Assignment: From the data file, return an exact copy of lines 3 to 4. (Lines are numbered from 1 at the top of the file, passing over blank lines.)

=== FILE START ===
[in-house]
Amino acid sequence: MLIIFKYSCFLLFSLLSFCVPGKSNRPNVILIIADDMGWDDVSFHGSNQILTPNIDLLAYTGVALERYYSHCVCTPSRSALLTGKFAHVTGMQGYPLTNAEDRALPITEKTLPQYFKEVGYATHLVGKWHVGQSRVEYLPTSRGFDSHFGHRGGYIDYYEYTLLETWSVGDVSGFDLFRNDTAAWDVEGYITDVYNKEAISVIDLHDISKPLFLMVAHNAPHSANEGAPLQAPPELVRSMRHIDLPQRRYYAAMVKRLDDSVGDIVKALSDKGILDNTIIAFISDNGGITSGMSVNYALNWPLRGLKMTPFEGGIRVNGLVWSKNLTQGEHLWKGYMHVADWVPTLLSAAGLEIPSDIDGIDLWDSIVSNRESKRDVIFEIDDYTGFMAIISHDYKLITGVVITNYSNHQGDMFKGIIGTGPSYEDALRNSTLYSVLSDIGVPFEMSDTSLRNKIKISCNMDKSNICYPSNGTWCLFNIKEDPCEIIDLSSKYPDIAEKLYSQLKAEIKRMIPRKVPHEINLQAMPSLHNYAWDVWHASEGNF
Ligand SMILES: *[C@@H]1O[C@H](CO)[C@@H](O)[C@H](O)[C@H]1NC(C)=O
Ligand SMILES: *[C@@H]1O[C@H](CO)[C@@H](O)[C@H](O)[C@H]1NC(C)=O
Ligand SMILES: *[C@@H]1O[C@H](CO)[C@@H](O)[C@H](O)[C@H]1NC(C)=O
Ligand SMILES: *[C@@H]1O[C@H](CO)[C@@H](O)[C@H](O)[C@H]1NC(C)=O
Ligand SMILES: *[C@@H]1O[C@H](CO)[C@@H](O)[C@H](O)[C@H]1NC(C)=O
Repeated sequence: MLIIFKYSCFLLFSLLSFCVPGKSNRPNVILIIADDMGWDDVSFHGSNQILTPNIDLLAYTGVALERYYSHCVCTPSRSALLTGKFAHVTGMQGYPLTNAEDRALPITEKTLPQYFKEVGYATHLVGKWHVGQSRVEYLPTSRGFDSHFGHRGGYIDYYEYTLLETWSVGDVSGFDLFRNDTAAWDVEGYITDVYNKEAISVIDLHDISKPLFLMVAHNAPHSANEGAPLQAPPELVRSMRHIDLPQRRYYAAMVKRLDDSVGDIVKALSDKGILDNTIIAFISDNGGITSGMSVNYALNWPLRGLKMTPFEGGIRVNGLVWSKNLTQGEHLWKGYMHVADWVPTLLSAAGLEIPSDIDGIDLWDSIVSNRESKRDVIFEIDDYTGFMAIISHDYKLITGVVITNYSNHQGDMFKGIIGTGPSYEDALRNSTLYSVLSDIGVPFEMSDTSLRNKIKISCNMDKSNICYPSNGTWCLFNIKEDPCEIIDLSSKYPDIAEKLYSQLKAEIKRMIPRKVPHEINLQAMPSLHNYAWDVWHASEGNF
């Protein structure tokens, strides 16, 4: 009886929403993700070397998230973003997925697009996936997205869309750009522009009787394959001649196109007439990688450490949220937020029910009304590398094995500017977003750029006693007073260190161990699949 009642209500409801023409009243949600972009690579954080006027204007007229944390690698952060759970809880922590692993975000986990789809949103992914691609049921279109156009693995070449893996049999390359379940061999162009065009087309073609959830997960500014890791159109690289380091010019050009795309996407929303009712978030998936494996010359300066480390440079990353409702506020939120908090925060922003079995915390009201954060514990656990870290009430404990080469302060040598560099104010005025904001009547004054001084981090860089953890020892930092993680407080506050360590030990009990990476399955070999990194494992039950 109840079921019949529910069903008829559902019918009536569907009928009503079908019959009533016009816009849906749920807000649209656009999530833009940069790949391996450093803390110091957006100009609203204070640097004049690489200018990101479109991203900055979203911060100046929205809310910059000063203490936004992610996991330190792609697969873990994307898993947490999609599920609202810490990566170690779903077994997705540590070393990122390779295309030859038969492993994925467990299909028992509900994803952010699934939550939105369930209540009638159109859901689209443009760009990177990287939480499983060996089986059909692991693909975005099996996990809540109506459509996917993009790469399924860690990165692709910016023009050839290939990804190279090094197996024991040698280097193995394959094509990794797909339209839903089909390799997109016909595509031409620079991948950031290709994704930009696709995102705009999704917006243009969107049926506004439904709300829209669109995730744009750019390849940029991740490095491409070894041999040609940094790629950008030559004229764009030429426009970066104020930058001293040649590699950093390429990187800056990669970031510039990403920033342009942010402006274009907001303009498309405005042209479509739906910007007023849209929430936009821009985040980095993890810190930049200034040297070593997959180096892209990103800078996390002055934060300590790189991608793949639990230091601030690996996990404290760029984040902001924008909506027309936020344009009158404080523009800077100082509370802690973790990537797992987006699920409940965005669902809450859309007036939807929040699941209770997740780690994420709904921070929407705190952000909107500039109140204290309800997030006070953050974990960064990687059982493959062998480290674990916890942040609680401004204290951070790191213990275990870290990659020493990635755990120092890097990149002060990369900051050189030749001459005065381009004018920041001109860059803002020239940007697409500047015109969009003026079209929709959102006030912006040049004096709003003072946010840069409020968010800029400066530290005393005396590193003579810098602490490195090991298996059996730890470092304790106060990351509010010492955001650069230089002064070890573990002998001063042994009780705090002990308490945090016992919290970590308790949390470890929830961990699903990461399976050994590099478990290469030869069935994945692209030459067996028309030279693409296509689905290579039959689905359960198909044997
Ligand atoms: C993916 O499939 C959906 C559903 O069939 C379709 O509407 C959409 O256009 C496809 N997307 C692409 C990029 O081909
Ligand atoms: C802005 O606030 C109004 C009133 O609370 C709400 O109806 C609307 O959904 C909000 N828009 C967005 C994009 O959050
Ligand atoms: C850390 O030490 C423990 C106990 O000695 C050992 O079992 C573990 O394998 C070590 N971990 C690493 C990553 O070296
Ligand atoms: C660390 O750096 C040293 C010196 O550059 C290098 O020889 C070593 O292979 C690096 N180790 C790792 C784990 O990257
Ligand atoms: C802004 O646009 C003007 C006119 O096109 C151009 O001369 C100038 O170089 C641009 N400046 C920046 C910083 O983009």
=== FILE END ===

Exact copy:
Ligand SMILES: *[C@@H]1O[C@H](CO)[C@@H](O)[C@H](O)[C@H]1NC(C)=O
Ligand SMILES: *[C@@H]1O[C@H](CO)[C@@H](O)[C@H](O)[C@H]1NC(C)=O